Perhaps you could turn again to Isaiah and chapter 7 and verse 14, we'll just read verse 14, and Isaiah said to Ahaz: "Therefore the Lord himself shall give you a sign; Behold, a virgin shall conceive, and bear a son, and shall call his name Immanuel".
If you turn to Matthew, Matthew's gospel and chapter 1 and verse 23: "Behold, a virgin shall be with child, and shall bring forth a son, and they shall call his name Immanuel, which being interpreted is, God with us".
Let us pray: Our Father in heaven, we thank Thee for this time that we can spend around Thy word. We pray, our Father, that as we turn to Thy oracles of truth, we pray that we would see Jesus - the Author and Finisher of our faith. Lord, we ask that by the Holy Spirit of the Living God, that He would be manifest to us in spirit and in truth today. Fill us we pray with the Holy Spirit, in Jesus name. Amen.
Someone has said that if you could convince a man that there is no hope, he would curse the day that he was born. You see, hope for humans - all human beings - is an indispensable quality of life. Years ago an S4 submarine was rammed by another ship and quickly it sank to the bottom of the ocean. The entire crew was trapped within that vessel. Various ships that were in the ocean at that time rushed to the scene of the disaster, but no one really knew what that crew went through on those few hours underneath the water. Men bravely clung to all the oxygen that they could get until, slowly, it gave out. One diver who came to the rescue placed his ear to the side of the vessel and listened, and there were various tapping noises that were heard - someone was tapping in Morse code. The question that was brought to that man who put his ear to the side of that vessel was this: 'Is there any hope?'.
That, if you like, is the cry of all humanity. Is there any hope? Throughout various circumstances, and in various situations, that cry can be heard: 'Is there any hope?'. One of the most interesting cemeteries - if you're interested in cemeteries - is one in London called Bunshill Field (sp?). It's a place where many famous people are buried - Charles Wesley is buried there, Isaac Watts the great hymnwriter, Daniel Defoe the author of Robinson Crusoe - but opposite that great graveyard is the chapel of John Wesley and a monument erected to him. Also across that road is John Wesley's house, where on March 2nd 1791 Wesley opened his eyes and exclaimed for the very last time, upon his deathbed, these words: 'The best of all is this: God is with us'. He could have said various things, but he said that the best of all is this: God is with us.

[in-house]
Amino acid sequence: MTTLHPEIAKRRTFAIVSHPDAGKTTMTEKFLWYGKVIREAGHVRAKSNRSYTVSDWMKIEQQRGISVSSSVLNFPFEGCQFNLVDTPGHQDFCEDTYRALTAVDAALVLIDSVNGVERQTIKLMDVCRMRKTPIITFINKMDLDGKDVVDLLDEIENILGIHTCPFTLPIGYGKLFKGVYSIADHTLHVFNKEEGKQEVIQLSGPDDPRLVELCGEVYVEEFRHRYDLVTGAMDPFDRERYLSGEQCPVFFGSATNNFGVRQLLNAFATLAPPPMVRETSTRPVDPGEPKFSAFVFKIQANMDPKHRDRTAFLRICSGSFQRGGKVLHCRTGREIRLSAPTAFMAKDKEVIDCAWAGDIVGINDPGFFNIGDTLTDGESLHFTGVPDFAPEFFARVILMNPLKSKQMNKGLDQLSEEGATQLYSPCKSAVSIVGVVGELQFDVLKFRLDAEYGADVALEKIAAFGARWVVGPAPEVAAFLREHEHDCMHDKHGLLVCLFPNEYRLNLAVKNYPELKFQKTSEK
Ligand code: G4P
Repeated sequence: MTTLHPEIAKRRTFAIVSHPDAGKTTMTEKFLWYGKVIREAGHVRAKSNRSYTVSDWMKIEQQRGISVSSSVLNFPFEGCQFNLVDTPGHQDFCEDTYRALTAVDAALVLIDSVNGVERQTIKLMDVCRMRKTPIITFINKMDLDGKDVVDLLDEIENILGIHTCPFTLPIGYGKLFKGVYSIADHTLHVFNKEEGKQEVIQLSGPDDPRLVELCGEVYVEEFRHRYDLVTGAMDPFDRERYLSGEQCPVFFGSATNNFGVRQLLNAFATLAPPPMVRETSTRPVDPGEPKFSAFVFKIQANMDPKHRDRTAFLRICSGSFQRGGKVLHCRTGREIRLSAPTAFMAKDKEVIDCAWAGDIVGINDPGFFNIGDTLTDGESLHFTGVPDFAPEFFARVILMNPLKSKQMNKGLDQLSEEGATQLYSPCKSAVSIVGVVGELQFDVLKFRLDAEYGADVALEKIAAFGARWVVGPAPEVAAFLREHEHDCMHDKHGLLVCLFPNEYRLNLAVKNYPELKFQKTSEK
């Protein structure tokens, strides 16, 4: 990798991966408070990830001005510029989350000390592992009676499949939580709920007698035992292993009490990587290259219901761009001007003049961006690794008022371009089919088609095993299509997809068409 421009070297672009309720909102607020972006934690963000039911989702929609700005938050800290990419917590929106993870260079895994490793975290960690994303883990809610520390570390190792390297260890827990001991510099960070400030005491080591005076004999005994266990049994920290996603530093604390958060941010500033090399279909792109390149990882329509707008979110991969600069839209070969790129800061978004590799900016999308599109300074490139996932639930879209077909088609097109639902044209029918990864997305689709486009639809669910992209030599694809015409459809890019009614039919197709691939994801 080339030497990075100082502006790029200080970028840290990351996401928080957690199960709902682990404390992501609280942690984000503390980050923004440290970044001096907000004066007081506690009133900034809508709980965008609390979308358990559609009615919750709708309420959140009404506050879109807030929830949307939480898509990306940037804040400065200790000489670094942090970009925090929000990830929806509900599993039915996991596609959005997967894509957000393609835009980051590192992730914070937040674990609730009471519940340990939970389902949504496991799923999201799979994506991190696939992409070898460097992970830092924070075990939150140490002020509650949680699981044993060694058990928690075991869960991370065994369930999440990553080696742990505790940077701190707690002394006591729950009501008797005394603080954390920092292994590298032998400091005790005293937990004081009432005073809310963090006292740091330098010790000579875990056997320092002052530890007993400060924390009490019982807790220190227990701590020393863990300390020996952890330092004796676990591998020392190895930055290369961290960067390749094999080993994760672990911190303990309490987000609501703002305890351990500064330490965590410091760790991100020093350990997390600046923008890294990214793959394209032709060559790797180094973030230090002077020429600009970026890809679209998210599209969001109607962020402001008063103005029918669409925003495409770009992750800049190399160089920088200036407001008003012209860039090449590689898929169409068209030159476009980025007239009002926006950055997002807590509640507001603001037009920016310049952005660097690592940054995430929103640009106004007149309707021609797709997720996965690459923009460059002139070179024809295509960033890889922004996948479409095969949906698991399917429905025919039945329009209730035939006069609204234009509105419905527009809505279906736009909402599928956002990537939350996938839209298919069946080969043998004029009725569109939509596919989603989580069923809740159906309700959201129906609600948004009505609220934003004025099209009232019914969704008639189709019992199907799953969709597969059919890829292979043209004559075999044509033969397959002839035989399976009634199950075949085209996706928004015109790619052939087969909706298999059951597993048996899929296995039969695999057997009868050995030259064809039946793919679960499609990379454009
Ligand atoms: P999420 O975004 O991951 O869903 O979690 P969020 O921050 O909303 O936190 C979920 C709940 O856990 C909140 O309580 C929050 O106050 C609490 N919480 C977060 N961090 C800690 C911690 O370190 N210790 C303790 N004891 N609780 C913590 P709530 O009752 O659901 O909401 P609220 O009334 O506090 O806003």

Now I want to speak to you this morning for a few moments on the meaning of 'Immanuel'. The meaning of Immanuel, of course, we know from the passage that Immanuel means 'God with us'. As Charles Wesley, John's brother, said: 'Our God contracted to a span, incomprehensibly made man' - God with us, God come to dwell in the person of the Lord Jesus Christ. But I want to ask three questions of us all this morning - the first question is this: what did Immanuel mean to Isaiah? The second question is: what did Immanuel mean to Matthew? And the third question is: what does Immanuel mean to you?
So let's deal with the first question first all: what did Immanuel mean to Isaiah? Well, if you turn to Isaiah chapter 7 and verse 14, you find that Isaiah is speaking to the King of Judah, King Ahaz. King Ahaz was an evil man, King Ahaz was a man who was known to sacrifice his own children to false gods. So when you know the character of the man that we're dealing with here, we read this story and we realise that the Assyrian Empire, which was one of the superpowers of that day, it was increasing in its world influence and world power. And because that, Syria and Israel - those two nations which were different from Judah - Syria and Israel wanted to form a coalition with Judah in order to oppose the onslaught and the growing power of the Assyrians. They made a proposition to King Ahaz, but King Ahaz wavered. He wavered to and fro, he didn't know whether to join this coalition or not, and because of his hesitation Syria and Israel turned against him - they decided that they were going to punish him for his lukewarmness, they were going to depose him, they were going to put another King upon the throne of Judah so that they could have their way. Hearing the news that Syria and Israel were against him, King Ahaz trembled in his boots - and because of that Isaiah the prophet was sent to the King to calm him down, to give him a message of comfort, and we read that message in chapter 7 of Isaiah.